But what is being used begs the question. Why exactly do we need Microban technologies in our binders and other school supplies? It seems like a completely unnecessary use of a chemical. If I need disease prevention, then I should be wiping down the binder and encouraging my children to wash their hands. The Microban technology added to it isn’t going to protect my child from disease – good old handwashing with warm water and soap will do that.

So why the heck are we seeing Microban technologies added to so many products? Because we seem to have a fear of microbes. A completely unnatural fear of microbes. And we think the solution is some antibacterial germ killing chemical, when all we really need to do is wash our hands with warm water and soap for at least 20 seconds, rubbing vigorously. That’s it. And it doesn’t take antibacterial soap or antibacterial products.

So how about for back to school we skip the Microban technologies and send our kids to school with some castile liquid soap?

 

New Study Shows Eliminating Canned Foods & Plastic Food Packaging From Diet Significantly Reduces BPA Levels

A peer reviewed study published today in Environmental Health Perspectives provides evidence that eliminating canned foods and plastic food packaging from your diet can dramatically reduce the concentrations of bisphenol A (BPA) and DEHP metabolites in your urine. And what it really means that if you are concerned about exposure to BPA and DEHP, you can do something about it. The study was conducted by scientists at the Breast Cancer Fund and the Silent Spring Institute.

BPA is used in virtually all canned food and beverage linings and is also the basic monomer of polycarbonate plastic, which is used for food and beverage storage. If you want more information on BPA, you can check out my post on the basics of BPA. BPA is associated with endocrine disruption in animals and in some human studies. Recently, the US Food and Drug Administration (FDA) issued an update on BPA in which it agreed with the National Toxicology Program at the National Institutes of Health that there is “some concern” about the potenetial effects of BPA on the brain, behavior and prostate gland in fetuses, infants and young children. Many scientists and researchers, however, are much less reserved when it comes to the safety of BPA, particularly for infants and fetuses, and urge complete avoidance of BPA in food and food contact items.

DEHP is a phthalate commonly used to soften PVC plastic. It can be found in some plastic packaging used for food. It is also linked to endocrine disruption.

The study involved 5 families, with a total of 20 participants. In the study, over a 3 day period, the families ate food that was prepared and stored with minimal canned foods or plastic food packaging. During the three day period of minimal canned food and plastic packaging a caterer prepared and delivered food, avoiding foods packaged in plastic and canned foods. Urine samples were collected before (on days 1 and 2), during (on days 4 and 5), and after this “fresh food” diet. After the “fresh food” diet, the families returned to their normal diet, and urine samples were collected on days 7 and 8.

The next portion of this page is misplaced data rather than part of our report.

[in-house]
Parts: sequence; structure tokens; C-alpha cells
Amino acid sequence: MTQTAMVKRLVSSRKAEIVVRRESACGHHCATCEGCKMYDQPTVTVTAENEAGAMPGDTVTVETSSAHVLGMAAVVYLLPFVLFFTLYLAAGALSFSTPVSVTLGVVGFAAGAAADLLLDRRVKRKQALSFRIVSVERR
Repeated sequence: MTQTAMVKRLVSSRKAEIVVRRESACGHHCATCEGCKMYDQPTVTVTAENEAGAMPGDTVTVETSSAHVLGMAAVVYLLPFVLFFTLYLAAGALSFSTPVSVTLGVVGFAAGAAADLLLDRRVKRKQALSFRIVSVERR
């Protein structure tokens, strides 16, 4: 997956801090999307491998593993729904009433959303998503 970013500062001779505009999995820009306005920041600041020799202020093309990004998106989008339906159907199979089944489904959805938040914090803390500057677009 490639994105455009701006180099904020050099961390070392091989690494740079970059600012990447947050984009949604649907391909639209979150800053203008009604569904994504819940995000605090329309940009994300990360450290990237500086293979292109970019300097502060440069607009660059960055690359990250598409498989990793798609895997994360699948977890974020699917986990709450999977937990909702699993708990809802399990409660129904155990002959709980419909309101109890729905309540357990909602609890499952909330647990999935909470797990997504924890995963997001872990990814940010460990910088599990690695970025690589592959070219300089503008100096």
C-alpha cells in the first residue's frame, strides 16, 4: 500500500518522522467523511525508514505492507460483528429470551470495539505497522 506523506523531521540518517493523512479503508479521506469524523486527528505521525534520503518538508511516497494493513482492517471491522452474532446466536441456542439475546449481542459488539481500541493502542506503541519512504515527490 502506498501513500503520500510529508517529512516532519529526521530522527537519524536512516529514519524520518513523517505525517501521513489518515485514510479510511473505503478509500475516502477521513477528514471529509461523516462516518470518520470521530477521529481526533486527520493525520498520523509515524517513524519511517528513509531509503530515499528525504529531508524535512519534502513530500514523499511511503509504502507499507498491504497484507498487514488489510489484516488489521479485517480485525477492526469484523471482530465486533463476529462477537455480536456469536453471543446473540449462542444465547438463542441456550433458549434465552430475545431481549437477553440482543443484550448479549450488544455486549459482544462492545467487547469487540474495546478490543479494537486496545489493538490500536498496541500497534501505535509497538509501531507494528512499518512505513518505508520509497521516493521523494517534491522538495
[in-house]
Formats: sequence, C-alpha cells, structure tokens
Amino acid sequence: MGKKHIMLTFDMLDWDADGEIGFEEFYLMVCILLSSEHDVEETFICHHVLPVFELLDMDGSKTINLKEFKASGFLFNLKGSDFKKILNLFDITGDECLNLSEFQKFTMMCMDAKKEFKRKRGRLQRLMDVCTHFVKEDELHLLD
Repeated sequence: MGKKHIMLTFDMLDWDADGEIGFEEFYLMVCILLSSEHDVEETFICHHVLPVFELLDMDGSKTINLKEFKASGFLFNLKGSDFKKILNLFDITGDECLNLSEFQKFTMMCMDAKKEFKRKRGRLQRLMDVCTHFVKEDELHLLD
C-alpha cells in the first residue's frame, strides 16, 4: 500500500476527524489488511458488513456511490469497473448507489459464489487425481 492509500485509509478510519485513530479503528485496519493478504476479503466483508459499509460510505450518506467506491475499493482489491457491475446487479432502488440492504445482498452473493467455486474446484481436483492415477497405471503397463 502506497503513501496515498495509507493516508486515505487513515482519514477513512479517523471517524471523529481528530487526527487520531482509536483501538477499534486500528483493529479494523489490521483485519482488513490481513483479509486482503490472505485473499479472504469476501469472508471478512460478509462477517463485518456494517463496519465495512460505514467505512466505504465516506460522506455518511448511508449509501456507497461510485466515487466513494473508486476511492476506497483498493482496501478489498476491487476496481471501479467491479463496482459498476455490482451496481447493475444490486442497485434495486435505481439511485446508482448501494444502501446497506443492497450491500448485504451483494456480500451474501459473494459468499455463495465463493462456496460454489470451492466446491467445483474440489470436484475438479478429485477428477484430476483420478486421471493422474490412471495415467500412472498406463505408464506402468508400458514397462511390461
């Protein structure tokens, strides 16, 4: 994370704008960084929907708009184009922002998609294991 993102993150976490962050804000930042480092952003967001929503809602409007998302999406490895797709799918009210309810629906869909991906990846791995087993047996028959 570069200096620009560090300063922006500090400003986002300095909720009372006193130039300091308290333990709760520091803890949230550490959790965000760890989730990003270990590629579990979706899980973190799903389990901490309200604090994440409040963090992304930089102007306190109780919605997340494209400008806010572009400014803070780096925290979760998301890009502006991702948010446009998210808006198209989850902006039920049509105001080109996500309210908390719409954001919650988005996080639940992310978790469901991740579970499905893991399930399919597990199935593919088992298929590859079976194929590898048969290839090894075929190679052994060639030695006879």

The urine samples were analyzed for BPA and 7 chemicals that assess for exposure to 5 different phthalates – DEHP (used in some food packaging), DEP, DBP, BBP and DMP.

The study results showed that while the families were eating the “fresh food” diet, their BPA levels dropped on average by more than 60%. For the three metabolites that were used to measured exposure to the phthalate DEHP, all 3 dropped by more than 50% during the “fresh food” diet. When the participants returned to their regular diets, BPA levels increased to approximately the pre-intervention levels.

So, what does this mean for you? That you can reduce your exposure significantly to BPA and DEHP by making dietary adjustments:

  • Choose fresh, frozen, dried or glass jarred over canned foods.  Canned foods and beverages are a major source of BPA exposure for most people. As the study demonstrates, by eliminating canned foods you can significantly reduce your BPA exposure. There are some BPA free canned goods out there, such as Eden Foods canned beans.
  • Choose baby bootles, sippy cups and other food storage and serving pieces that are not made of polycarbonate plastic.
  • Choose soups, milk and soy milk packaged in cardboard “brick” carton or glass.
  • Skip water from those 5 gallon polycarbonate plastic bottles.
  • Skip certain plastic wraps which can be PVC. Plastic wrap was first made of PVC. And, PVC remains the most common in food wraps used in catering and other commercial applications. However, many of the leading plastic wraps used in the home have switched to a PVC-free wrap, including Saran Premium, Glad Cling Wrap and Handi Wrap. They are made of low density polyethylene.
  • If you buy soft cheeses and other products wrapped in a plastic wrap, remove the wrapping when you get home and store in glass or similar plastic free storage.

The complete study, entitled “Food Packaging and Bisphenol A and Bis(2-ethylhexyl) Phthalate Exposure: Findings from a Dietary Intervention” by Ruthann R. Rudel, Janet M. Gray, Connie L. Engel, Teresa W. Rawsthorne, Robin E. Dodson, Janet M. Ackerman, Jeanne Rizzo, Janet L. Nudelman, and Julia Green Brody is available online.

Bah humbug to America Recycles Day – Make it Zero Waste Day Instead

Today is America Recycles Day – November, 15. And just like the pinkwashing fever during October due to Breast Cancer Awareness Month, America Recycles Day brings out the grinch in me.

I say bah humbug.